Taboo’s fourth episode begins with a pantless James Delaney (Tom Hardy) sitting at his fireplace whilst experiencing troubling and haunting visions of himself floating unconsciously or dead in a large body of water. He is awoken from this trance-like state to furious banging on the door by government soldiers who, as Delaney predicted, have come for Lorna Bow (Jessie Buckley). Before they get to Bow, Delaney assures her that he’ll come for her; she must hold out.
This directive proves easier said than done, as Bow is marched into a dank and rotting prison and has her clothing stripped from her, piece by piece, by the king’s right-hand man, the rabid and insatiable Coop (Jason Watkins). Coop’s objective is clear – terrify Bow into signing over her half of Nootka Sound by any means necessary. Bow, despite her obvious fear and uncertainty, remains strong: “I’ve been told to await a better offer.” Boss. Her increasingly dreadful situation is halted by the arrival of the East India company men, who arrange for her immediate release.
With that matter resolved, at least for now, Hardy seeks out the superbly named and utterly oddball George Cholmondeley (played by Tom Hollander, The Night Manager), a chemistry teacher who seems to be a little (okay, very) high on his own supply. His services are secured with a bag of gold, and slowly but surely Delaney’s “League of the Damned” grows in number and usefulness.
Because he’s not already strange enough, Delaney then sits at his fireplace once more and performs a bizarre ritual, wherein he covers himself in dirt and soot and appears to be drinking blood. The impact of this ritual, we are shown, is unto Zilpha (Oona Chaplin), the half sister Delaney has several times declared his undying love for – in THAT way. Zilpha writhes and moans and contorts in begrudging ecstasy from this ritualistic pleasure/torture ceremony. Did I mention this show was a bit weird?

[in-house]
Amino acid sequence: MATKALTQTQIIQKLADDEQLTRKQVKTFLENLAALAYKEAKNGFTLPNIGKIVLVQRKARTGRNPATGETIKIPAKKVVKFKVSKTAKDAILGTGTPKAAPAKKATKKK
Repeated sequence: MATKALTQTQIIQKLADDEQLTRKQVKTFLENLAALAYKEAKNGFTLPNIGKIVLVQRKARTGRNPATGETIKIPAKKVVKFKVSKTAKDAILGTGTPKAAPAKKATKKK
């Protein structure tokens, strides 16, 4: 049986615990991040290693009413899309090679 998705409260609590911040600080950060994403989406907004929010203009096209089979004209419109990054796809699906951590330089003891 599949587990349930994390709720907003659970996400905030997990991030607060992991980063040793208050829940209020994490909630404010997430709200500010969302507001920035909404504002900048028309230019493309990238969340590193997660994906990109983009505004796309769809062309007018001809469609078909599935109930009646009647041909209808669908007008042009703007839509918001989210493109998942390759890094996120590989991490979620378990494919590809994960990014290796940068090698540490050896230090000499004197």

The purpose of Cholmondeley in Delaney’s twisted organisation becomes clear in the revelation that the governments (US and England) and East India have all worked to ban Delaney from accessing the materials required to craft gunpowder. Cholmondeley will use his chemistry knowledge to craft it from less immediately known sources (think urine and animal faeces). The pair scour Delaney’s farm to begin harvesting this caustic concoction.
The Americans – now baying for James’ blood after he bequeathed Nootka Sound to them – send a gigantic assassin to do away with him, however Delaney manages to (barely) survive the torrid and graphically visceral battle.
Finally, Delaney and Bow attend a ball (which Delaney received two invites for – one from the mysterious Countess Musgrove and the other from the Americans). Upon arrival, Delaney locks eyes with Zilpha – also in attendance – who flees. Delaney tracks her down, telling her that if she too was invited to this ball, the Americans must know about their love life and past.
The episode ends with Zilpha’s husband, Thorne Geary (Jefferson Hall), shouting at James about his relations with Zilpha, quietening the room. Geary, decidedly drunk, challenges James to a duel to the death. Delaney is silent as the episode ends.
By this stage in Taboo (halfway through season 1), I’d have liked a bit more to have progressed. I’ve been championing the slow-burn, but feel the time is nigh to really get moving. We’ve had the English and now the Yanks try for Delaney’s life, a slow but steady recruitment campaign by Delaney to challenge his ever-growing list of foes, and a lot of grunting intensity from Hardy (all of which have been very enjoyable) – but now it’s time for more, a lot more.
The episode was nonetheless largely enjoyable, and Delaney’s crew of misfits continues to impress and amuse. I feel that the inclusion of Cholmondeley offers much-needed lightness to this otherwise blackening and untrusting tale, and hope that he features regularly in order to calibrate and balance things out.
Two big questions for the next episode: What will be the result of Geary’s challenge? And will the show move forth at greater speed?
For now, this episode receives…
THE REEL SCORE: 7/10